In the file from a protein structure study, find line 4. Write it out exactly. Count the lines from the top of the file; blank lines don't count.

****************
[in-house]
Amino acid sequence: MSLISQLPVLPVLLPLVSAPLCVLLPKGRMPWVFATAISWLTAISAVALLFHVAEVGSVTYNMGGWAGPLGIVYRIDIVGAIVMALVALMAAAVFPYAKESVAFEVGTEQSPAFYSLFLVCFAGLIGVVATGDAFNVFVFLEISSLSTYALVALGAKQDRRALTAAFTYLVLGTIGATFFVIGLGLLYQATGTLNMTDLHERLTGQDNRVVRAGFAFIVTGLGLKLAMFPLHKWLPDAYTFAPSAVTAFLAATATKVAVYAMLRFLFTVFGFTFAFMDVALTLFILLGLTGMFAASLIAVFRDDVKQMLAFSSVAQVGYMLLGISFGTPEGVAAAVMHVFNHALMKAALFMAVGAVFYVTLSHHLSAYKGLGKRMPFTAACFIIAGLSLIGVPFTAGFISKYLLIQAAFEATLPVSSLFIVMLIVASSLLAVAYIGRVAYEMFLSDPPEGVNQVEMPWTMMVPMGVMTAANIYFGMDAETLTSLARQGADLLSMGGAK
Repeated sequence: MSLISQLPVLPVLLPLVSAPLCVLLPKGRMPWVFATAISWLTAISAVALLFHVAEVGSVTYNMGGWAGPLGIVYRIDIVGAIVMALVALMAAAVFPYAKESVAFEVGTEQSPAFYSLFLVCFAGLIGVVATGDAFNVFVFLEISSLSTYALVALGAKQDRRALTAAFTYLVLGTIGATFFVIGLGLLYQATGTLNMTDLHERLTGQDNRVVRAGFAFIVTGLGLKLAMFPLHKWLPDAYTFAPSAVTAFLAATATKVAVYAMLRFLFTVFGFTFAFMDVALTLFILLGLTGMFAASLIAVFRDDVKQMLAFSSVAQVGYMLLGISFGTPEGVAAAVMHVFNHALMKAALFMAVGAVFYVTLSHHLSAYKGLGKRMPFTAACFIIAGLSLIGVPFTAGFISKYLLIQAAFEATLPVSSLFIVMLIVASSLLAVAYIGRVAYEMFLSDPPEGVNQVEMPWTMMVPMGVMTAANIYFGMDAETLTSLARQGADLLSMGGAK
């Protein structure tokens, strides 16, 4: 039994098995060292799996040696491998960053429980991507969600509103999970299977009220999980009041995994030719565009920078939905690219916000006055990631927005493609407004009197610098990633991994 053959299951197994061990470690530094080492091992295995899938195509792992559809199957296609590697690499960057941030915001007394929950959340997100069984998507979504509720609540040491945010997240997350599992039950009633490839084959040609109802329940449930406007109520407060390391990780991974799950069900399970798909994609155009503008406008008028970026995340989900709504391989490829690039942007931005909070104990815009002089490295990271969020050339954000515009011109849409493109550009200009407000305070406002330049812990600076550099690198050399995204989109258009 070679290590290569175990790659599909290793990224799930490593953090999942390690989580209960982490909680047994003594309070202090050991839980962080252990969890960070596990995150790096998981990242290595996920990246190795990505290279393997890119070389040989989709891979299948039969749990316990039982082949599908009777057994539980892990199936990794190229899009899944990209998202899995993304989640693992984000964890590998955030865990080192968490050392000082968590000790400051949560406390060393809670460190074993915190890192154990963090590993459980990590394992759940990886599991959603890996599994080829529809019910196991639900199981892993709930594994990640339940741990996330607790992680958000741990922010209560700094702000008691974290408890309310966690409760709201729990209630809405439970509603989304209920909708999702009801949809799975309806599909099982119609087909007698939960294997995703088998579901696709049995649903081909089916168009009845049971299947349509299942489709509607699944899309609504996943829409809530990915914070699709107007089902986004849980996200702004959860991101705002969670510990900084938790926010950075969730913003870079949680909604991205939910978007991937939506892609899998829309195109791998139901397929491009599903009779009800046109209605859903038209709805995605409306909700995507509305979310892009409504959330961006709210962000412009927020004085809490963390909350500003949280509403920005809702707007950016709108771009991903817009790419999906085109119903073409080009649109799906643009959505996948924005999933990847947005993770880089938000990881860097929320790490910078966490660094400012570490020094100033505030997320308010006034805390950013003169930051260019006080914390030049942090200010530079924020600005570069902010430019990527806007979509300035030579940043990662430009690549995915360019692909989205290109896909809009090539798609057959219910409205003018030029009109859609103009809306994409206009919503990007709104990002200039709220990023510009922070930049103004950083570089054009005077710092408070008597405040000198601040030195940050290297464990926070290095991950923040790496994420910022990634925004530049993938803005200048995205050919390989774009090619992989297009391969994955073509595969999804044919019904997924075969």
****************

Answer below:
């Protein structure tokens, strides 16, 4: 039994098995060292799996040696491998960053429980991507969600509103999970299977009220999980009041995994030719565009920078939905690219916000006055990631927005493609407004009197610098990633991994 053959299951197994061990470690530094080492091992295995899938195509792992559809199957296609590697690499960057941030915001007394929950959340997100069984998507979504509720609540040491945010997240997350599992039950009633490839084959040609109802329940449930406007109520407060390391990780991974799950069900399970798909994609155009503008406008008028970026995340989900709504391989490829690039942007931005909070104990815009002089490295990271969020050339954000515009011109849409493109550009200009407000305070406002330049812990600076550099690198050399995204989109258009 070679290590290569175990790659599909290793990224799930490593953090999942390690989580209960982490909680047994003594309070202090050991839980962080252990969890960070596990995150790096998981990242290595996920990246190795990505290279393997890119070389040989989709891979299948039969749990316990039982082949599908009777057994539980892990199936990794190229899009899944990209998202899995993304989640693992984000964890590998955030865990080192968490050392000082968590000790400051949560406390060393809670460190074993915190890192154990963090590993459980990590394992759940990886599991959603890996599994080829529809019910196991639900199981892993709930594994990640339940741990996330607790992680958000741990922010209560700094702000008691974290408890309310966690409760709201729990209630809405439970509603989304209920909708999702009801949809799975309806599909099982119609087909007698939960294997995703088998579901696709049995649903081909089916168009009845049971299947349509299942489709509607699944899309609504996943829409809530990915914070699709107007089902986004849980996200702004959860991101705002969670510990900084938790926010950075969730913003870079949680909604991205939910978007991937939506892609899998829309195109791998139901397929491009599903009779009800046109209605859903038209709805995605409306909700995507509305979310892009409504959330961006709210962000412009927020004085809490963390909350500003949280509403920005809702707007950016709108771009991903817009790419999906085109119903073409080009649109799906643009959505996948924005999933990847947005993770880089938000990881860097929320790490910078966490660094400012570490020094100033505030997320308010006034805390950013003169930051260019006080914390030049942090200010530079924020600005570069902010430019990527806007979509300035030579940043990662430009690549995915360019692909989205290109896909809009090539798609057959219910409205003018030029009109859609103009809306994409206009919503990007709104990002200039709220990023510009922070930049103004950083570089054009005077710092408070008597405040000198601040030195940050290297464990926070290095991950923040790496994420910022990634925004530049993938803005200048995205050919390989774009090619992989297009391969994955073509595969999804044919019904997924075969």